I’ve found that when Israel is brought up in conversation, the knee-jerk reaction for many self-proclaimed Libertarians is to rail against the 50-year-old nation. The sentiment towards Israel that pervades your average Libertarian’s thinking is overwhelmingly negative.
Now, that’s not entirely uncalled for. What we see in the media is Israel’s outrageous behavior to their Palestinian neighbors; not only do we hear about the Israeli government encroaching on the right to self-govern by the Palestinian Liberation Organization, we also hear about the violence that accompanies being Israel’s neighbor. It’s not uncommon for the situation in the Gaza Strip or the West Bank to be described as Israel’s “brutal occupation” of territory that shouldn’t belong to them. The suggestion that Israeli-erected borders on the Gaza Strip or the West Bank exist for legitimate security concerns is scoffed at by Libertarians as an excuse; the barriers must be the result of Israel’s disdain for the policies of those elected to govern in those areas.
While these images of Israel provide plenty of fuel for debate, they are only a narrative. As someone who had the privilege to spend the first part of the New Year in Israel, I not only interacted with those issues up-close, but I spent days on the borders of the Gaza Strip, Syria, and Lebanon: and I can tell you that the presentation of Israel we receive is simply inaccurate.
What we don’t see in the media are the young Israeli children who spend their afternoons playing on peculiar-looking playgrounds; playgrounds which, cleverly disguised with bright colors and painted like happy animals, are actually bomb shelters because at any moment their neighborhood might be the target of a rocket from someone in the Gaza strip. What we don’t see is the Israeli Muslim who doesn’t feel safe leaving the country, because in many of the surrounding areas his family and his neighbors would be subject to horrific violence from their own government. What you don’t see are the kibbutz villages that litter the border of the Gaza Strip, Syria, and Lebanon, with families who have lived there for years, perpetually dealing with the reality that is living so close to violent, absolutist rule. We never see footage of the young Israeli mothers who are too scared to take their infants for a walk around their neighborhood, mothers whose flower pots lining their windows are the recycled shells of rockets that have fallen into their yard.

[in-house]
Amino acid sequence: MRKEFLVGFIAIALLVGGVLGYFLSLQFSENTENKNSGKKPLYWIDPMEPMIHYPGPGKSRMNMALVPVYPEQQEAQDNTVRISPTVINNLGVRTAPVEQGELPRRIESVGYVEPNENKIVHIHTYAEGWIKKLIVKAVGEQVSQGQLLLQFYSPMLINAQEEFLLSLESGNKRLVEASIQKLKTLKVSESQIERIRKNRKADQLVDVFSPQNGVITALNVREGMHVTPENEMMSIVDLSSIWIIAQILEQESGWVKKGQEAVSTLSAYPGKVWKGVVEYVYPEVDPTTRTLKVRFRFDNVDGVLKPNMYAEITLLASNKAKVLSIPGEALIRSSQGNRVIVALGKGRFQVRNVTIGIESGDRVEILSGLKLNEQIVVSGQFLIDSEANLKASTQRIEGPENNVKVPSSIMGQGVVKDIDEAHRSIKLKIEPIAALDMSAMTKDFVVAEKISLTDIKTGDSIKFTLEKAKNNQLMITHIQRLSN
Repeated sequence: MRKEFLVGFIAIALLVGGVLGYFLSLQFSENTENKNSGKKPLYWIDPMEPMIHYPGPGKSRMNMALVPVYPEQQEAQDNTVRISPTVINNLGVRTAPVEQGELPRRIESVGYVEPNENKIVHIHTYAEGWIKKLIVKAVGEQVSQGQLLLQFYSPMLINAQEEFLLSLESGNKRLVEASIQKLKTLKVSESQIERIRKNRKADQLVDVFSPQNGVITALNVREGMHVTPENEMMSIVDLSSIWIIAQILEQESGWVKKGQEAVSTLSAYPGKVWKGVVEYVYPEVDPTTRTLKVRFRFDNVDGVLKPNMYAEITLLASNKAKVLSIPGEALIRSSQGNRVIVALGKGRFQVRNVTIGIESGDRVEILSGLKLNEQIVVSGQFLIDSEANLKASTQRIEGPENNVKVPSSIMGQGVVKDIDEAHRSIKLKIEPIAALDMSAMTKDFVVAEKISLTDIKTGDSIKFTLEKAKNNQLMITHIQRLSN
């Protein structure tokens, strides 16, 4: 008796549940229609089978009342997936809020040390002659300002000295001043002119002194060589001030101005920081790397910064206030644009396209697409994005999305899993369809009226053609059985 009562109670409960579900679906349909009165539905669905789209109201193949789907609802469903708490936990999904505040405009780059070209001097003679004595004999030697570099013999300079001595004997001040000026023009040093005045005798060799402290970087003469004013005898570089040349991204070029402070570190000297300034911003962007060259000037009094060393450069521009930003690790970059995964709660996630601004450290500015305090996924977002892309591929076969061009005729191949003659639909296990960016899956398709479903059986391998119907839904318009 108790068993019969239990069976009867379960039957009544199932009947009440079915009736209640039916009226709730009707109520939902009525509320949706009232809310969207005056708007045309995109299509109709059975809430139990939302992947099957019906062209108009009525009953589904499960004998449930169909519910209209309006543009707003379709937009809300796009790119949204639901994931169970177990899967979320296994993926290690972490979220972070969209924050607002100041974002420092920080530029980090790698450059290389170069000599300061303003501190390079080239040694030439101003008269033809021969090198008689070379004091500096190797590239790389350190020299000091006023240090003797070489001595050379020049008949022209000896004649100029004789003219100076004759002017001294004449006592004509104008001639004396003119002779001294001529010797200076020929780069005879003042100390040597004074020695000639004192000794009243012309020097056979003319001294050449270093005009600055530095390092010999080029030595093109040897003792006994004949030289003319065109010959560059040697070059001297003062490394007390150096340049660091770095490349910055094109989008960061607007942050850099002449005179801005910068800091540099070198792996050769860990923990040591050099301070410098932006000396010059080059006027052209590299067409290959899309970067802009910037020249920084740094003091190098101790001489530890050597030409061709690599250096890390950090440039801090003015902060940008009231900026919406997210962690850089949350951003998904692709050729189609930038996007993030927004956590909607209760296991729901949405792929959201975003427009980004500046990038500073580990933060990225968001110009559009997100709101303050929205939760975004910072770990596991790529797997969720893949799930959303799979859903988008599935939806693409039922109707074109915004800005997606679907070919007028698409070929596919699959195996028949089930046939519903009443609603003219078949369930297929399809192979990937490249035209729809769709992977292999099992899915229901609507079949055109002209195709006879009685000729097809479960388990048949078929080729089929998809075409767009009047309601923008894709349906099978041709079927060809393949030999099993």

What Libertarians don’t see reported is that the IDF (the Israeli military) are staunch adherents to a policy that forbids the harming of civilians – no matter what. Now most Libertarians, myself included, are absolutely disgusted with the last two American administrations’ treatment of civilians in the Middle East, where indiscriminately bombing villages and drone strikes were commonplace regardless of any “collateral damage” that may occur. So wouldn’t a military that, in the face of threats from quite literally every border of their nation, refuses to harm civilians be something to be praised from the Libertarian side? It should be. But that’s not what is shown in the media. To all of this, I would warn fellow Libertarians to listen to the advice they so staunchly proclaim when discussing domestic issues: do not believe everything you read, and do not trust the media – American or foreign – to give you an accurate depiction of Israel.
Is Israel perfect? Absolutely not. Their government is socialist, they are constantly at war with other nations, and they take about $3 million in U.S. government aid every year. But they are not the ruthless, religious bigots mowing over opposing peoples that we are shown every day. Supporting Israel does not mean continued American intervention, or tattooing the Star of David on your sleeve. But if Libertarians want to be accurately known as the voice for peace, we need to start by making ourselves even more educated about the realities of the Middle East, and be consistent in our consumption of the media.